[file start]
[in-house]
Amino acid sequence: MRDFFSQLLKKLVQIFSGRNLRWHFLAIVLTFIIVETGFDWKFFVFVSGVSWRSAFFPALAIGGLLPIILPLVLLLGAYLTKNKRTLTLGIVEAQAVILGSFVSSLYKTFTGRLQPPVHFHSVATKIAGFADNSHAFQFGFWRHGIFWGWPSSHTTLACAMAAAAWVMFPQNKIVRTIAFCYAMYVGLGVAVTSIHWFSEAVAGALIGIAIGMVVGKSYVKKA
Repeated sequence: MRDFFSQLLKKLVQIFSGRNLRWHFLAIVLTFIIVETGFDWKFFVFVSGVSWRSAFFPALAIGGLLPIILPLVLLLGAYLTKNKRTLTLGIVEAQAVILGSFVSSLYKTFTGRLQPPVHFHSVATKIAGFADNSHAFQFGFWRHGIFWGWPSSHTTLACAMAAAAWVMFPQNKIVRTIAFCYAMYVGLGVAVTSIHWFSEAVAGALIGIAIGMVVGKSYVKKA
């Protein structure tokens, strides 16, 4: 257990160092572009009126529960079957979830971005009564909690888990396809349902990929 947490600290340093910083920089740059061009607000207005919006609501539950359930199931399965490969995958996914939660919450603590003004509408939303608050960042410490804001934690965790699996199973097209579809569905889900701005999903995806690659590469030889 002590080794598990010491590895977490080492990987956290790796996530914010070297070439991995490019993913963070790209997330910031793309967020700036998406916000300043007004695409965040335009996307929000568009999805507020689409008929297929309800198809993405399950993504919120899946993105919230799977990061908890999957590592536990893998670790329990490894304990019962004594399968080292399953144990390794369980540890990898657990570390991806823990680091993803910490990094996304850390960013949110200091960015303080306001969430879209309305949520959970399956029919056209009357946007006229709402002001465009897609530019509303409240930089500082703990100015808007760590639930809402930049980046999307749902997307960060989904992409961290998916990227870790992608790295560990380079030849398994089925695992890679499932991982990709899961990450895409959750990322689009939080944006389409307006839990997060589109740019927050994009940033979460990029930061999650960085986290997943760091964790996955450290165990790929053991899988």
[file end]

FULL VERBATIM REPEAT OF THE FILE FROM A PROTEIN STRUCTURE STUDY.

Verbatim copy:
[in-house]
Amino acid sequence: MRDFFSQLLKKLVQIFSGRNLRWHFLAIVLTFIIVETGFDWKFFVFVSGVSWRSAFFPALAIGGLLPIILPLVLLLGAYLTKNKRTLTLGIVEAQAVILGSFVSSLYKTFTGRLQPPVHFHSVATKIAGFADNSHAFQFGFWRHGIFWGWPSSHTTLACAMAAAAWVMFPQNKIVRTIAFCYAMYVGLGVAVTSIHWFSEAVAGALIGIAIGMVVGKSYVKKA
Repeated sequence: MRDFFSQLLKKLVQIFSGRNLRWHFLAIVLTFIIVETGFDWKFFVFVSGVSWRSAFFPALAIGGLLPIILPLVLLLGAYLTKNKRTLTLGIVEAQAVILGSFVSSLYKTFTGRLQPPVHFHSVATKIAGFADNSHAFQFGFWRHGIFWGWPSSHTTLACAMAAAAWVMFPQNKIVRTIAFCYAMYVGLGVAVTSIHWFSEAVAGALIGIAIGMVVGKSYVKKA
């Protein structure tokens, strides 16, 4: 257990160092572009009126529960079957979830971005009564909690888990396809349902990929 947490600290340093910083920089740059061009607000207005919006609501539950359930199931399965490969995958996914939660919450603590003004509408939303608050960042410490804001934690965790699996199973097209579809569905889900701005999903995806690659590469030889 002590080794598990010491590895977490080492990987956290790796996530914010070297070439991995490019993913963070790209997330910031793309967020700036998406916000300043007004695409965040335009996307929000568009999805507020689409008929297929309800198809993405399950993504919120899946993105919230799977990061908890999957590592536990893998670790329990490894304990019962004594399968080292399953144990390794369980540890990898657990570390991806823990680091993803910490990094996304850390960013949110200091960015303080306001969430879209309305949520959970399956029919056209009357946007006229709402002001465009897609530019509303409240930089500082703990100015808007760590639930809402930049980046999307749902997307960060989904992409961290998916990227870790992608790295560990380079030849398994089925695992890679499932991982990709899961990450895409959750990322689009939080944006389409307006839990997060589109740019927050994009940033979460990029930061999650960085986290997943760091964790996955450290165990790929053991899988």